Panetta Offers Few Clues Regarding Budget Choices
Defense Secretary Leon Panetta reiterated the principles that are guiding the Pentagon’s strategic review of the department’s budget while testifying before the House Armed Services Committee Thursday, but offered only a glimpse of the tough choices officials are facing.
As the department looks for $450 billion in savings over the next decade, officials are scrutinizing a range of military policies and programs, including force structure reductions, troop basing, personnel and benefits, and weapons systems. No cuts have yet been identified, and the secretary said he anticipates briefing lawmakers about the review’s findings early next year, reported American Forces Press Service.
As an example of the kind of tradeoffs officials are considering, Panetta suggested that if it is determined that the military needs to maintain a robust presence in the Pacific and the Middle East, troops concentrations would have to be reduced elsewhere.
Given the “outstanding” performance of the National Guard and Reserve forces in Iraq and Afghanistan, reserve component forces will continue to play a key role in the military, he said.
“[That] is something that I want to assure you we are not only going to maintain, but strengthen,” Panetta said. The secretary added that reserve component forces act as a link between the military and communities throughout the nation.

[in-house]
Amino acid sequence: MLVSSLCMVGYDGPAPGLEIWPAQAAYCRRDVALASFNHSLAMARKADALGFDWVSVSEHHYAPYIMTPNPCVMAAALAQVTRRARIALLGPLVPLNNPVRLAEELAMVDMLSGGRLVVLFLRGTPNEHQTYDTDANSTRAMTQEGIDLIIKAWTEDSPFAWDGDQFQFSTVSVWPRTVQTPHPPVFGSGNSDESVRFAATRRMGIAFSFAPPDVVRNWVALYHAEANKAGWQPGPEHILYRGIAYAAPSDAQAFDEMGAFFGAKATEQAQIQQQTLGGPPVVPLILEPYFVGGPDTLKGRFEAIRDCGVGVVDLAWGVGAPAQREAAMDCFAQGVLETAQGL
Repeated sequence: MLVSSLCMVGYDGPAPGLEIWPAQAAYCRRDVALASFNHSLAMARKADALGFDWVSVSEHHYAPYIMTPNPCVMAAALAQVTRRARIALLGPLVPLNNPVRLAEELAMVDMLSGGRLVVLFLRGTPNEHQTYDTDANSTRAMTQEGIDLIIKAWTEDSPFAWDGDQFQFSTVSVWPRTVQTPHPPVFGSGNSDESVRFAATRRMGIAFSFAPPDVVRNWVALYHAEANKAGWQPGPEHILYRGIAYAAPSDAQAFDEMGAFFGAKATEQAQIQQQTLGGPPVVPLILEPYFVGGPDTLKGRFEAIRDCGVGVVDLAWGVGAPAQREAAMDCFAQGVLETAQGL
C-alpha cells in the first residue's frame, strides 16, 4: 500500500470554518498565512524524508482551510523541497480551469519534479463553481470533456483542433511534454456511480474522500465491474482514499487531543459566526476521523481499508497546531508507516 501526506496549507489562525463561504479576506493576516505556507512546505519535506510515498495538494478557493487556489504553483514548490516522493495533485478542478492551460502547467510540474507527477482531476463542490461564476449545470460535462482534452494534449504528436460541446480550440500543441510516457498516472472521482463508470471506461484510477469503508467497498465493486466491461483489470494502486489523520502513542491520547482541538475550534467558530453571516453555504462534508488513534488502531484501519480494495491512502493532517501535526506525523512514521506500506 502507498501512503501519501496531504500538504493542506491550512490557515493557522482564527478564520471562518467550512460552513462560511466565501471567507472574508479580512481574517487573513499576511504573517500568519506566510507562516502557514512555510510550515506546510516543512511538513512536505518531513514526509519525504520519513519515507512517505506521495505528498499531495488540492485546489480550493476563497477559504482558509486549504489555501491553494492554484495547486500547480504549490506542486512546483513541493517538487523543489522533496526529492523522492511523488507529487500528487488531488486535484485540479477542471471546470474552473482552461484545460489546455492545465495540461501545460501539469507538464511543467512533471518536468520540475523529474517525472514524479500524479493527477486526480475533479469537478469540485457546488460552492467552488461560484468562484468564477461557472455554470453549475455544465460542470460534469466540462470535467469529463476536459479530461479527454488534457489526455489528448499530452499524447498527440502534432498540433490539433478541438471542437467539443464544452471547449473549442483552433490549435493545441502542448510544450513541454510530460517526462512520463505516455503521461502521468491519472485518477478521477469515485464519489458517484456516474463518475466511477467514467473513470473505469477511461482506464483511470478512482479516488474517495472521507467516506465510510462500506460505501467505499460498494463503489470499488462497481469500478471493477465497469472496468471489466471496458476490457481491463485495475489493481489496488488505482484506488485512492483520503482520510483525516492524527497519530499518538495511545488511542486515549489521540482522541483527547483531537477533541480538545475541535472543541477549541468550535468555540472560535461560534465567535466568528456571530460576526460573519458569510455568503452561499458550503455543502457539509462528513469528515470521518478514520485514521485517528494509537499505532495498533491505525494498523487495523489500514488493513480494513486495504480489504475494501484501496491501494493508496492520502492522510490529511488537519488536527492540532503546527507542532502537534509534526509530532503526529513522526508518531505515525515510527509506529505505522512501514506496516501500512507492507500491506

The four principles that will guide the strategy-driven review require senior leaders to:
- maintain the world’s best military;
- avoid a hollow force, sustaining a military that, even if smaller, is ready, agile and deployable;
- take a balanced approach in searching for savings, covering overhead, management, acquisition, personnel costs and force structure; and
- keep faith with the men and women in uniform.
He also cautioned the committee about the consequences of imposing deeper spending cuts on the defense budget, an outcome that would be triggered if Congress fails to come up with $1.2 trillion in additional savings government-wide. Under that scenario, the department would face additional cuts of about $500 billion, or $1 trillion in total.
“It is a blind formula that makes cuts across the board, hampers our ability to align resources with strategy, and risks hollowing out the force,” Panetta stated in his written testimony.
To watch a video of the hearing, visit the committee’s website.